I remember looking at CD players in our local stereo shop in 1984/early 1985 with one of my school friends. We were musical fanatics, and had weekend and night time jobs while going to high school so there were always a few dollars for luxuries like LP albums and cool audio gear. Our first exposure to a CD experience was a GRP Jazz sampler which highlighted the potential of the CD on a great stereo(the big Cerwin Vega speakers nearly jumped out of their cabinets) , but we didn’t like the available music enough to buy a player.
As a fan of Dire Straits I can remember buying a vinyl copy of Brothers in Arms shortly after it was released in May 1985 (which I still own and cherish). My initial reaction was mixed – although it was an album that grows in appeal with time. By July I had grown to truly appreciate the work, and around about the same time went back to our favourite stereo store. By this time, Brothers had been released in Canada on CD, and standing in that store we listened, and listened, and listened again always increasing the volume and discovering ever more interesting nuances and musical dimensions. The digital recording was the crispest, coolest sound we had ever heard. Hearing the guitar sounding like it was playing in front of you on an acoustic stage, or Sting’s voice ringing out “I want my MTV” felt like the musical candy we had been craving. That day I bought my first CD player, and another copy of Brothers, although this time on CD. Once getting the CD player setup, I must have played the disk straight for two weeks until I blew the bass sub woofers out of my speakers. I emptied my bank account on a pair of studio quality Cerwin Vegas , the same ones that had originally dazzled our ears and made our chests thump, and I was now set – an early explorer in a digital music age.
It was interesting to note, that even at this early stage of the CD, Dire Straits created longer versions of several songs for the digital versus LP versions of the release. So Far Away, Money For Nothing, Your Latest Trick, and Why Worry were all longer on the CD, offering almost 8 minutes more in listening time. This made purchasing the CD more special and an exclusive club only available to those in the know.
My friend and I were not alone in this musical reaction to a digital Brothers in Arms. By the end of 1985, after seven months on the market, the album had achieved tremendous success, going 8X platinum in Canada, 3X Platinum in the UK, triple platinum in the US , and platinum in Germany. By the one year anniversary of the release, the album had achieved 10 times platinum status in Canada and 5 times platinum in the US. Most importantly, it was the first album to ever reach the one million units sold on CD, driving the technology deep into the hearts of mainstream music lovers, turning a sharp corner away from vinyl. Vinyl still had a few more years left, but by the end of the decade, we were living in a digital age.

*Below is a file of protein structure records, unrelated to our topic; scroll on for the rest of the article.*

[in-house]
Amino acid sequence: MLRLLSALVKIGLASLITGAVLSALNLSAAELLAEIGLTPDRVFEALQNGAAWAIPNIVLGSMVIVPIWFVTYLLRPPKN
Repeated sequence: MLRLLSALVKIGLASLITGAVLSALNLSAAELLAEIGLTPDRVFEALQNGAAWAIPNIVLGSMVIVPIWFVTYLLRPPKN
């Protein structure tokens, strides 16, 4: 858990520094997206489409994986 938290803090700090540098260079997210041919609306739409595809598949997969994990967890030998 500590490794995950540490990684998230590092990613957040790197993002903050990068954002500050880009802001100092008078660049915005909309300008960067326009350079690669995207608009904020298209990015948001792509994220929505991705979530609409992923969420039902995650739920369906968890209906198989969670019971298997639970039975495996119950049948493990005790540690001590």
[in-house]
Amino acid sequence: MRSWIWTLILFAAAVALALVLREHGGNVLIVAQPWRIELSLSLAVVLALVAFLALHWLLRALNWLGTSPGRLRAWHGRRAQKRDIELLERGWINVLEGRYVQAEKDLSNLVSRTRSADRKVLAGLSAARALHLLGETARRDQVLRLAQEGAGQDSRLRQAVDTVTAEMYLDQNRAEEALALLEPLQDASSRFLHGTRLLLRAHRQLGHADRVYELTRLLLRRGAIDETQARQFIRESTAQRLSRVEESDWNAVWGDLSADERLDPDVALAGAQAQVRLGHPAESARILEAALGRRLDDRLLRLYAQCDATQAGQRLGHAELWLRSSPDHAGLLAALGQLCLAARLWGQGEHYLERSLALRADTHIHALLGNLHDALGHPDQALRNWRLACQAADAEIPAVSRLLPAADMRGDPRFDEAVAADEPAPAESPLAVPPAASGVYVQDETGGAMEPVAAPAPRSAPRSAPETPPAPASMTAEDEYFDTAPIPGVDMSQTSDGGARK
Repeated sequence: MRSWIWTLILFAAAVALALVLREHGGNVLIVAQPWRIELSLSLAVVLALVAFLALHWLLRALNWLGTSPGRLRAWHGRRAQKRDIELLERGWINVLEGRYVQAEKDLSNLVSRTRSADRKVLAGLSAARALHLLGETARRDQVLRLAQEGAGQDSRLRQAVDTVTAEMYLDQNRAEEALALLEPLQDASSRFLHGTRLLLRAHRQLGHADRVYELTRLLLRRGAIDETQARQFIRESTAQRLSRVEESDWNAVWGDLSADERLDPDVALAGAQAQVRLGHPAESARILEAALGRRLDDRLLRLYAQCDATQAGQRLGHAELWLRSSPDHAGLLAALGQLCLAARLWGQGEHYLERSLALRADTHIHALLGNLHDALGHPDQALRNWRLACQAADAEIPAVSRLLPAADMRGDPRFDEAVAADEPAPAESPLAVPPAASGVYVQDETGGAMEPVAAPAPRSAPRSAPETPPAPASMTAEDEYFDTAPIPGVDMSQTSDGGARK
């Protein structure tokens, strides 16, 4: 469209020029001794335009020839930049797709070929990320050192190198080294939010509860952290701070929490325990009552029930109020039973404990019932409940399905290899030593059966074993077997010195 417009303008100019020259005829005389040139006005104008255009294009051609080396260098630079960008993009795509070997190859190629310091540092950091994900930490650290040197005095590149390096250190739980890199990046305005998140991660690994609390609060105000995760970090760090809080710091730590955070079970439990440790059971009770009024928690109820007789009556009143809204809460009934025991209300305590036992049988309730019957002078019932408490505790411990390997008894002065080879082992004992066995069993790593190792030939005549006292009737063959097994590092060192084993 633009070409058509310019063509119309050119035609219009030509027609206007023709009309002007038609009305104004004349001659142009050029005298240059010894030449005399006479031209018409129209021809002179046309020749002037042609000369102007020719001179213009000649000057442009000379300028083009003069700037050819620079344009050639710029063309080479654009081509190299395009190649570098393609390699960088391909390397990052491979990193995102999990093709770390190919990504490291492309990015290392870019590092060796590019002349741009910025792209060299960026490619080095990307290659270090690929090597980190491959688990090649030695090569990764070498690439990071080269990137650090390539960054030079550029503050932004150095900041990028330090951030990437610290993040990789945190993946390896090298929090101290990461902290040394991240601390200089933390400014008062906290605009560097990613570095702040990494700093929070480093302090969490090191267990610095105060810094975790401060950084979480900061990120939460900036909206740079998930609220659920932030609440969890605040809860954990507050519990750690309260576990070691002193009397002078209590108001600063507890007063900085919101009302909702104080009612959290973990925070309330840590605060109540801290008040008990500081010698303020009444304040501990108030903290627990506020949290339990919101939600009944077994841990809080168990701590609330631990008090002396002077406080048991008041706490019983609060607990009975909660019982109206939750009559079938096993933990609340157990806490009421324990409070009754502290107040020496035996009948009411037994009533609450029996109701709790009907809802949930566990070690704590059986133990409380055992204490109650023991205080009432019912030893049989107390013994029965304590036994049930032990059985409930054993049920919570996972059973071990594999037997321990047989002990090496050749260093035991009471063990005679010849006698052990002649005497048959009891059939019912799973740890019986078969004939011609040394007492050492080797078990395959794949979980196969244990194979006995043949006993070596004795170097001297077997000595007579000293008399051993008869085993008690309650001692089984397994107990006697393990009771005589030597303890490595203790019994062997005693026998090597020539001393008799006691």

With digital music now commonplace, it opened the doors for digital music file sharing services like Napster, and online digital music sales by iTunes and others, ultimately leading to the iPhone/ i-generation we currently live in. It is interesting to imagine if digital music via CD would have taken off as a technology as it did without Brothers in Arms, and if there had not been that watershed moment, where would we be today.
Twenty five years later, Brother in Arms has sold over 34,000,000 copies worldwide and is considered the ninth bestselling album of all time. The disk was relaunced two years ago with proceeds going to benefit Falkland Islands war veterans who still suffer trauma from that bloody war that was fought during the same time as the release of the original album. The disk remains an irresistible mixture of sadness and light that allows listeners to explore both ourselves, and the future potential of digital music and a future age of idealism.
Philips Press Release
Brothers in Arms Album Liner notes